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Article
April 1937

CARCINOMA OF THE BREAST WITH PECULIAR CUTANEOUS METASTASESREPORT OF A CASE

Arch Derm Syphilol. 1937;35(4):643-652. doi:10.1001/archderm.1937.01470220083007
Abstract

Cancer originating in the skin and its appendages has received due attention in dermatologic literature, and the pertinent facts are well known. A type of cutaneous cancer which has received scant mention is the metastatic form, in cases of which metastases from tumors in other organs result from circulating emboli or contiguous implantation from lesions which are directly under the integument. In this communication we shall describe a rare example of extension into, and involvement of, the skin from a mammary cancer.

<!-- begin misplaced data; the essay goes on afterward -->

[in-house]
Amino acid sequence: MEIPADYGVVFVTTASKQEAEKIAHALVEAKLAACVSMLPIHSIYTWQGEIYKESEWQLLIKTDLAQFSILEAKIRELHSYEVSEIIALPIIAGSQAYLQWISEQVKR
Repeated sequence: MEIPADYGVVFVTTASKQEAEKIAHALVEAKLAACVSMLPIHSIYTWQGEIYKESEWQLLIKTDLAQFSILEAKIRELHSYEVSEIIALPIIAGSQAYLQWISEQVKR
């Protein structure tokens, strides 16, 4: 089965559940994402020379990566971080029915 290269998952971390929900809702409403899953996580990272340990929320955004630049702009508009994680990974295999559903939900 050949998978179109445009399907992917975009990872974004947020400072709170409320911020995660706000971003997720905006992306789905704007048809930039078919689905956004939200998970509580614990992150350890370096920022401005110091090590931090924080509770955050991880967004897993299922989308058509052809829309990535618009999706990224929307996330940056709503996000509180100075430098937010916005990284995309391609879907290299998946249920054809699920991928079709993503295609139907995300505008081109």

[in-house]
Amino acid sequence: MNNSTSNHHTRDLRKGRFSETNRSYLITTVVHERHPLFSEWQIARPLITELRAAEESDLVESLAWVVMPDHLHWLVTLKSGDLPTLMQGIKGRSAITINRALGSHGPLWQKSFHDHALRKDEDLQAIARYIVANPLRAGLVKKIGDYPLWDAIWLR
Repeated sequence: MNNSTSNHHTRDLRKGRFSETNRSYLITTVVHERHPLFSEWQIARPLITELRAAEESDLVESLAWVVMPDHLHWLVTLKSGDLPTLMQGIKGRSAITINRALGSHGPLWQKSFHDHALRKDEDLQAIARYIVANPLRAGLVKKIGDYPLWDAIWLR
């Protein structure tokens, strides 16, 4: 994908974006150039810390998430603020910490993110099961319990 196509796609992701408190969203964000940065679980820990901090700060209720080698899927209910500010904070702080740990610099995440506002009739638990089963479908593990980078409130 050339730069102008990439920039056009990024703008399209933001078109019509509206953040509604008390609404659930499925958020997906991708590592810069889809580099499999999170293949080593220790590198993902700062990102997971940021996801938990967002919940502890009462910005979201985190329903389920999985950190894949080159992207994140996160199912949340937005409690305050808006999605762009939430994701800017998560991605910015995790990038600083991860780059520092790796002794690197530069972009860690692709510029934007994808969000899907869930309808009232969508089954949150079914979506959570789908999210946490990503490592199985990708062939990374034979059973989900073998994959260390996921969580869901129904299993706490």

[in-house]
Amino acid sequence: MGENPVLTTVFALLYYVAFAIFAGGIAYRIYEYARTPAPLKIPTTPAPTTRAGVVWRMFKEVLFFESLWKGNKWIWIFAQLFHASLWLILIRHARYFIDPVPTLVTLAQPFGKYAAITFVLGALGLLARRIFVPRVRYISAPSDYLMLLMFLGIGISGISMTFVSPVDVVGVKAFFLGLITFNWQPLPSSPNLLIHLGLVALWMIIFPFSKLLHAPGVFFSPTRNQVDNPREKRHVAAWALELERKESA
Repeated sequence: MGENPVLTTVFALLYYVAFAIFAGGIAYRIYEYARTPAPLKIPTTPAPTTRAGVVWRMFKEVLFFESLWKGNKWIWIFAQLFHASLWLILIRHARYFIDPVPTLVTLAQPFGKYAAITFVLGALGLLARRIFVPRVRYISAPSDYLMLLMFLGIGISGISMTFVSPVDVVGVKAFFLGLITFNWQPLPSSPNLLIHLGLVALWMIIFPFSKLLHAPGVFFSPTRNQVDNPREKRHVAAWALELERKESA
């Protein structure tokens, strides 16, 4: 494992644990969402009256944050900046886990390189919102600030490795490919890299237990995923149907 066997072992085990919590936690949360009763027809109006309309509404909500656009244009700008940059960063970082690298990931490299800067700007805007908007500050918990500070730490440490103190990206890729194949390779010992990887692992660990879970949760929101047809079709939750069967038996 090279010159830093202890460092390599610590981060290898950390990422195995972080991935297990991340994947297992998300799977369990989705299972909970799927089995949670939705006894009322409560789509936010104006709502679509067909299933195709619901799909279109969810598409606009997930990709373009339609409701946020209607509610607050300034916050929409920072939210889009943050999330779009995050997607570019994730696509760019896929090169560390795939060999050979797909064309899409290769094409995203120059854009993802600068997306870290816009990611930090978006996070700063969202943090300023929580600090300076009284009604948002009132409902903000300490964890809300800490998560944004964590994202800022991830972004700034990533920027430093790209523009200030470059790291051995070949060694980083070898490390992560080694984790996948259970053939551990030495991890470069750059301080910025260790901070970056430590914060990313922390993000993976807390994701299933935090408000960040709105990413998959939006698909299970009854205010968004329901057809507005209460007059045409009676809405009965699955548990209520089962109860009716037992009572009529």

The skin may be involved by mere extension of underlying cancer, and ulceration and papillary tumors may result; such lesions are usually easily recognized. Another common type of carcinomatous metastasis results in a single or in multiple lenticular nodes occurring in or on the skin and may offer considerable difficulty in diagnosis unless a biopsy is made.

Carcinoma of the breast is the condition which most

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